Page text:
In the late '70s, domestic manufacturers were hit by the oil crisis and environmental standards simultaneously, resulting in substantially lowered engine power outputs. Ford was no exception, and to compensate for its Bronco's lack of power and underwhelming performance, it offered numerous limited-run appearance packages, graphics options, and trim levels.

One of the most popular was the "Freewheelin" package, which was available on the F-150, Econoline vans, the small Courier pick up, and the Bronco. Customers could choose one of five primary colors and then get a rainbow stripe graphic package that was distinct for every model year.

Third Generation Bronco (1980 – 1986)

Although retaining the same overall structure of the '77-'79 models, the third-gen Bronco was nevertheless much improved and more efficient. It also used the F-Series chassis as a platform and had the exact dimensions of its predecessors, but it was lighter, better constructed, and more efficient than the outgoing generation.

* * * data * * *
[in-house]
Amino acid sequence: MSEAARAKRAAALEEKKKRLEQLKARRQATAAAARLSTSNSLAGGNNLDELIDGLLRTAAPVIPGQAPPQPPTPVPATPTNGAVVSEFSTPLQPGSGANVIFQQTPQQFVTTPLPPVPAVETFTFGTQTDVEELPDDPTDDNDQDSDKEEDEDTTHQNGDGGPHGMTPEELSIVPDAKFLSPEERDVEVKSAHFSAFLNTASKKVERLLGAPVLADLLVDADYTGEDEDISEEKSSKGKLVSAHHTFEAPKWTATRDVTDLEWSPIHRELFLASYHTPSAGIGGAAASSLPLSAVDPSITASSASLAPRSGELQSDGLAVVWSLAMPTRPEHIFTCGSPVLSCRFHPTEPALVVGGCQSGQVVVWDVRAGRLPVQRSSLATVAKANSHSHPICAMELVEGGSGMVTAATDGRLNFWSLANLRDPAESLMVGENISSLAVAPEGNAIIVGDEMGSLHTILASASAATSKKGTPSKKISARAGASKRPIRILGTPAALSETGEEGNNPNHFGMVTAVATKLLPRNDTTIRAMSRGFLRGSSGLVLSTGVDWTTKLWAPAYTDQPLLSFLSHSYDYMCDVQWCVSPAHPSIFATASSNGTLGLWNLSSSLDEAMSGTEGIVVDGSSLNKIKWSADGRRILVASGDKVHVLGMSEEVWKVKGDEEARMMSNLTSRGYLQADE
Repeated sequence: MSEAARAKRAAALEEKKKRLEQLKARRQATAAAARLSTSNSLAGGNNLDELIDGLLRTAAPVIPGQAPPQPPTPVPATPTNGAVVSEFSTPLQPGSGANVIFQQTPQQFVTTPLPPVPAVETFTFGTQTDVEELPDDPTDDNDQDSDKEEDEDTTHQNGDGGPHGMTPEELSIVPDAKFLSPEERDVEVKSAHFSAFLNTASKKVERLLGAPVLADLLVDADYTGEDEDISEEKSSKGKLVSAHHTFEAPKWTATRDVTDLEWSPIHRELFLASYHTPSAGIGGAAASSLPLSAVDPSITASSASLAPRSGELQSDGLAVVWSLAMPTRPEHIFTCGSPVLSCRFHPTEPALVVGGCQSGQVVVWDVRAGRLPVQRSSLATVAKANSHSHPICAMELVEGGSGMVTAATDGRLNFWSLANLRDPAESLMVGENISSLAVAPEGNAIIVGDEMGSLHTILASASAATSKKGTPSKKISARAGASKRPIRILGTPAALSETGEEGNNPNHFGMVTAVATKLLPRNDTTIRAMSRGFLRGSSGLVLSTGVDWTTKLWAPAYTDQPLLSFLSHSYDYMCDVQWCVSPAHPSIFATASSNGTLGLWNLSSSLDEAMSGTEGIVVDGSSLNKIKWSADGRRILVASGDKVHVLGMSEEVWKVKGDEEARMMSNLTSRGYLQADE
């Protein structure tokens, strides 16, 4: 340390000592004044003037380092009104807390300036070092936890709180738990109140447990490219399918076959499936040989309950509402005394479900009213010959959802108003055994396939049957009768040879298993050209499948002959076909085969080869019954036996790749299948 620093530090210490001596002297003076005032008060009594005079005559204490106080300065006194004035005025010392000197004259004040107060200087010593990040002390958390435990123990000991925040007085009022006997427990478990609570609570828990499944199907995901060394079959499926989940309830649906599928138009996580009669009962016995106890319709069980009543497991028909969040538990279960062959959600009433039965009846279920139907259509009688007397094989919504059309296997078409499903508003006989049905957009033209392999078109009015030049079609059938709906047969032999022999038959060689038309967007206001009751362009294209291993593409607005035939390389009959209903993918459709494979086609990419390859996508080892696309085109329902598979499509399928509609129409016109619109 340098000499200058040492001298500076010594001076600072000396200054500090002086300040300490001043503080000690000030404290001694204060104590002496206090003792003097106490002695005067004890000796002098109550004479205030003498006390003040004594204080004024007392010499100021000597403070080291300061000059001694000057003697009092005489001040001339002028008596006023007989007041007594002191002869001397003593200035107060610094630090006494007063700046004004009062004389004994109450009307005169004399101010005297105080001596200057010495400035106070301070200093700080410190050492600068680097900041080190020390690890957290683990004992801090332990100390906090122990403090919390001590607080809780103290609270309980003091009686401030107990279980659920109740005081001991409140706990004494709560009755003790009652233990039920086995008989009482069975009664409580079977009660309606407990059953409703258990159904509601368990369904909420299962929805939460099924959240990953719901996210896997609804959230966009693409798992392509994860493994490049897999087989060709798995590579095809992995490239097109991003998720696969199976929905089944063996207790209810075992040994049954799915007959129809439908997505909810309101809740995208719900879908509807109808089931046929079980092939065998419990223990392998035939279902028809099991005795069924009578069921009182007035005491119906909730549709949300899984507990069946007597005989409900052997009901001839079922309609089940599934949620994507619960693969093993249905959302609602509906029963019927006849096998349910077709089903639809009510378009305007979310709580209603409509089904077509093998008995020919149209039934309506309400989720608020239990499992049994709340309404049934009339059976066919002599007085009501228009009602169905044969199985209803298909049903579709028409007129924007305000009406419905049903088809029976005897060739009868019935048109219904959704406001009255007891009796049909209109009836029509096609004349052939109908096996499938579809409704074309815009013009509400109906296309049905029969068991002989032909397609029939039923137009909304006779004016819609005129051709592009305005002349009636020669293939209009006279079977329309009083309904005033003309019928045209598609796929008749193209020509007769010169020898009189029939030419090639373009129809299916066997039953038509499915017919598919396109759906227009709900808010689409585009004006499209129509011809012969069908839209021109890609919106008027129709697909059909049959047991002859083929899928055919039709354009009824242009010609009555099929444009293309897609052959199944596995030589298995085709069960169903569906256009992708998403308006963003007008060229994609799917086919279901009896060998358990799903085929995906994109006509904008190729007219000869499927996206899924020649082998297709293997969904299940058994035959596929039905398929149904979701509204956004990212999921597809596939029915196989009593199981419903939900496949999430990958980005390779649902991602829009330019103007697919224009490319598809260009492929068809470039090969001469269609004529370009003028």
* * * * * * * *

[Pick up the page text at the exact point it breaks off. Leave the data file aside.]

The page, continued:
In order to lower production costs, F-Series trucks and the Bronco shared a common front-end design, some body panels, and most of the mechanical structure. A significant improvement came in the form of an independent front suspension, which enhanced on-road capabilities and comfort.

Ford Bronco II (1983 – 1989)

During the third-generation production cycle, Ford decided to introduce a completely new model under the Bronco moniker. Called the Bronco II, it was a significantly smaller and lighter SUV designed to fight increasing foreign competition in the segment. The Bronco II was built on a Ford Ranger platform and featured two-wheel-drive as standard, with all-wheel drive being optional.